Britain must regain control of Asylum Laws…


July 25, 2003

The UK must escape from the tangle of international Conventions and return decision-making to Westminster if the current crisis in the asylum system is ever to be resolved.

That is the view of think-tank, MigrationwatchUK, which has proposed that Britain cut loose from the international straitjacket and pass her own laws adapted to her own circumstances.

'The fact is that international Conventions - some now incorporated into British law by this Government - has bound us so tightly that we no longer have freedom to act in the best interests of either the British people or of those genuinely fleeing persecution,' said Migrationwatch chairman, Sir Andrew Green. 'This is now widely recognised by the public and is a major cause of rising resentment.

'It is time that the Government faced up to the reality of the situation and freed us from laws, some drawn up for different times and circumstances, and introduced laws that are right for today. Tinkering with the system and constantly announcing trivial 'initiatives' is no longer good enough,' he said...

Sir Andrew said that the principal legislation - the 1951 Geneva Convention and the European Convention of Human Rights, now incorporated in the Human Rights Act 1998 - interlocked with each other both to introduce delays and to prevent the detention of asylum seekers while their case is decided. This, in turn, makes it much more difficult to remove those whose claims fail.

'As our recent MORI Poll (see report) showed there is a great deal of concern right across the UK with 80% saying the asylum rules should be much tougher,' said Sir Andrew. 'We need a swift, fair and equitable system that balances the interests of UK citizens with those genuinely fleeing persecution and an end to the many cases that mock our hospitality and bring the law into disrepute. The key is an effective removal system which can only be achieved under a new legal framework.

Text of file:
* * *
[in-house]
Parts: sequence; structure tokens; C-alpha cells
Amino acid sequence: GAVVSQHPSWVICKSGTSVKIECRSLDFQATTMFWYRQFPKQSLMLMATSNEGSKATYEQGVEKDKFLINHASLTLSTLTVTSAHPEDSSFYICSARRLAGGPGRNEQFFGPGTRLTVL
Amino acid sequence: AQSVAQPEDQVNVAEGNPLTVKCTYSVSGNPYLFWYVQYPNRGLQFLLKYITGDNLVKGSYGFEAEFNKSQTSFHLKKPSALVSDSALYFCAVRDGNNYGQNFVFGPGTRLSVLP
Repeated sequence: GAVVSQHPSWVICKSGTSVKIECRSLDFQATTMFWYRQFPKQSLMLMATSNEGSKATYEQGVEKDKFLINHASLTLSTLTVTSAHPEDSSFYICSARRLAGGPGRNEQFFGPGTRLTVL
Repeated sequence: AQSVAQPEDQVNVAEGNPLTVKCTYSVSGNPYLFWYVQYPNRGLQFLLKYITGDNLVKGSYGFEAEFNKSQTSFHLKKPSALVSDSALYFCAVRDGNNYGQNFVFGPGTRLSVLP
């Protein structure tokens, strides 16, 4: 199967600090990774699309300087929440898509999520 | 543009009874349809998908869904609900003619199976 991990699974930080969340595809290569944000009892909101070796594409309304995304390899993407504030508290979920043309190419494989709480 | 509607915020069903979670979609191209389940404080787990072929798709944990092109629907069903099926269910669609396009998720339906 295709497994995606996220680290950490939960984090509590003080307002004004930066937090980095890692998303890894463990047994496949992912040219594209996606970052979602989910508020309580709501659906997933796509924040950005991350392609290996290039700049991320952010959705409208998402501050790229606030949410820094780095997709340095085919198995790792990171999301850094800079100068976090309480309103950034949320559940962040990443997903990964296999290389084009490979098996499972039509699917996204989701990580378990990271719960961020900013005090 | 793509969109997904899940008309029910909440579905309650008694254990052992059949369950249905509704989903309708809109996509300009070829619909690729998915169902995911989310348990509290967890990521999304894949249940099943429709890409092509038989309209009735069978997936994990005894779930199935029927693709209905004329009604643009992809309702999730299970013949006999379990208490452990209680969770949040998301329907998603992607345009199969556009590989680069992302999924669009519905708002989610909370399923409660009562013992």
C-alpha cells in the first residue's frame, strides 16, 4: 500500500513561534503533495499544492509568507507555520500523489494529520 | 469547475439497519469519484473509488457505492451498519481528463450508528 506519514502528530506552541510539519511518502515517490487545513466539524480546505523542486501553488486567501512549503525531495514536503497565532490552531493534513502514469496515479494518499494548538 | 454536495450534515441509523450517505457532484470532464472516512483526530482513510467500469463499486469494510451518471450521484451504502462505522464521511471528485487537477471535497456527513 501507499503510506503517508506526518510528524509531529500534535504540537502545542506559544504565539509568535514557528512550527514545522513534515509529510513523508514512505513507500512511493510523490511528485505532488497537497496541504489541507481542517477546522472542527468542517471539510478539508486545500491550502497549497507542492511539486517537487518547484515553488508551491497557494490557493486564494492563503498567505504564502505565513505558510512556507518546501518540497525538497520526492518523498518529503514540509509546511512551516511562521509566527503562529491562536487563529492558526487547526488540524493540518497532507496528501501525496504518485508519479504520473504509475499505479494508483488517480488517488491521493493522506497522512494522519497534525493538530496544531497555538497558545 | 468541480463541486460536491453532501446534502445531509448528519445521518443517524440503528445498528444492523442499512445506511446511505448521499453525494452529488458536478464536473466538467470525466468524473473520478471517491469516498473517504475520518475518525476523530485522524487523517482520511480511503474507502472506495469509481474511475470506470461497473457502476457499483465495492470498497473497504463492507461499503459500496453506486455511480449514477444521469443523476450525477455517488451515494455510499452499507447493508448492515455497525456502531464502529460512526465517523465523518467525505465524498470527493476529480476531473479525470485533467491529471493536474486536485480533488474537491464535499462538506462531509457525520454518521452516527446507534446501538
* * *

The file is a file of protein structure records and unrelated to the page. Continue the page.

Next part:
The government should now summon up the political courage to take radical and effective action. The public certainly wish to see this.'

In summary Migrationwatch advocates

Denunciation of the 1951 Geneva Convention on Refugees

Temporary withdrawal from the European Convention of Human Rights and

The construction of a new national framework of laws that would enable the government to disqualify certain categories from asylum such as those who damage the Channel Tunnel etc

The abolition of the Immigration Appeal Tribunal so as to reduce the number of possible appeals open to asylum seekers from four to three.

The granting of asylum to be a temporary concession

Oblige dependants to show they were also at risk

'If these actions were taken it should permit most cases to be decided within a month and thus make it feasible for applicants to be detained while their cases were heard,' said Sir Andrew.

'We do not underestimate the major difficulties involved but they are certainly not insuperable and must be set against the costs to our society of continued large-scale immigration under the guise of asylum seeking.

'This is arousing intense resentment among the indigenous population and is very damaging to community relations. Allowing this to continue without effective action is not a prudent option,' he said.



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